Let me get the thread started off right: It's "Little *Rabbit* Foo-Foo"!
The original poster was right, you degenerate. It's "Little Bunny Foo
Foo" and you know it.
"Rabbit Foo-Foo." Rabbit, rabbit, RABBIT!
I grew up in Brooklyn, Harry, so I know the truth.
There are definitely two separate literary traditions at work here.
According to the OED2, the earliest reference for Bunny/Rabbit Foo
Foo is Chaucer's _The Canterbury Tales_, "The Knight's Tale:"
"And in the grove, at tyme and place yset,
This bunnie Fewfew and this field maus be met.
To chaungen gan the colour in hir face;"
The next reference is from Shakespeare, in a sonnet believed
to have been written in 1609 (about the time he was hacking the
"Clear wells spring not, sweet birds sing not,
Green plants bring not forth their dye.
Herd stands weeping, flocks all sleeping,
Nymphs back peeping fearfully,
For Rabbitt Foofoo hath killed a mouse."
H.L. Mencken's _History of the American Language_, however
cites a 1623 manuscript from the Plymouth colony that claims
John Alden sang a "lullabye about Bunnie Foofoo" to his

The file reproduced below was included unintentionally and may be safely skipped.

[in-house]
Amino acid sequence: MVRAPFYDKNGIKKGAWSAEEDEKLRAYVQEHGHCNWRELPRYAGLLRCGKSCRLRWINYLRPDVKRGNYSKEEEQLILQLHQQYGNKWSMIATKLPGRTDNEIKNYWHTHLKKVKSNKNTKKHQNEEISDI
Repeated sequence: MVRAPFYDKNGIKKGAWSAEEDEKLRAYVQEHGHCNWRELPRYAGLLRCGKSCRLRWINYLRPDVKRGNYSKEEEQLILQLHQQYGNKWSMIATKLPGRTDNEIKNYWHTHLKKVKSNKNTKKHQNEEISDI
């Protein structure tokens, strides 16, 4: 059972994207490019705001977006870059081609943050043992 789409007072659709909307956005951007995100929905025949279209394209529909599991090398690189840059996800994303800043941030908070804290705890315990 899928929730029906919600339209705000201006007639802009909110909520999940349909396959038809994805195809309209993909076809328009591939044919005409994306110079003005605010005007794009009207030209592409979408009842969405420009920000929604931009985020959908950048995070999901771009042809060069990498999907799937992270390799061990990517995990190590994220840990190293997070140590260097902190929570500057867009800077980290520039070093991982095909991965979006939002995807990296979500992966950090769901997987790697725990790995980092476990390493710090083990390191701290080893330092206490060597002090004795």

From here, the trail disappears for several centuries. The OED2
cites a 1910 draft manuscript by B. Potter titled "Peter, Mopsy,
Flopsy, and Foo-Foo Rabbit."
Back on this side of the pond, the OED2 cites a 1925 letter by
Zelda Fitzgerald records that "Scott is quite upset because the
publisher elided a poem about Bunny Foo-Foo from _This Side of
Paradise_. Scott believed it to be essential to the narrative."
In the same year, Ernest Hemingway's journal records on 25 June
(cited in Random House Hist. Dic of Amer. Slang): "Had a long
argument with Joyce and Stein today. He recited some doggerel
about Little Rabbit Foo-Foo. Gertrude and I recalled it as
Bunny Foo-Foo. Became quite heated, and Joyce stiffed us by
leaving without paying the check. Bastard."
The tentative conclusion must be that "Bunny" is the older,
but changed to "Rabbit" quite early on in Britain. In America,
the older form seems to have been preserved. So Americans that
use Rabbit Foo-Foo are following the British tradition.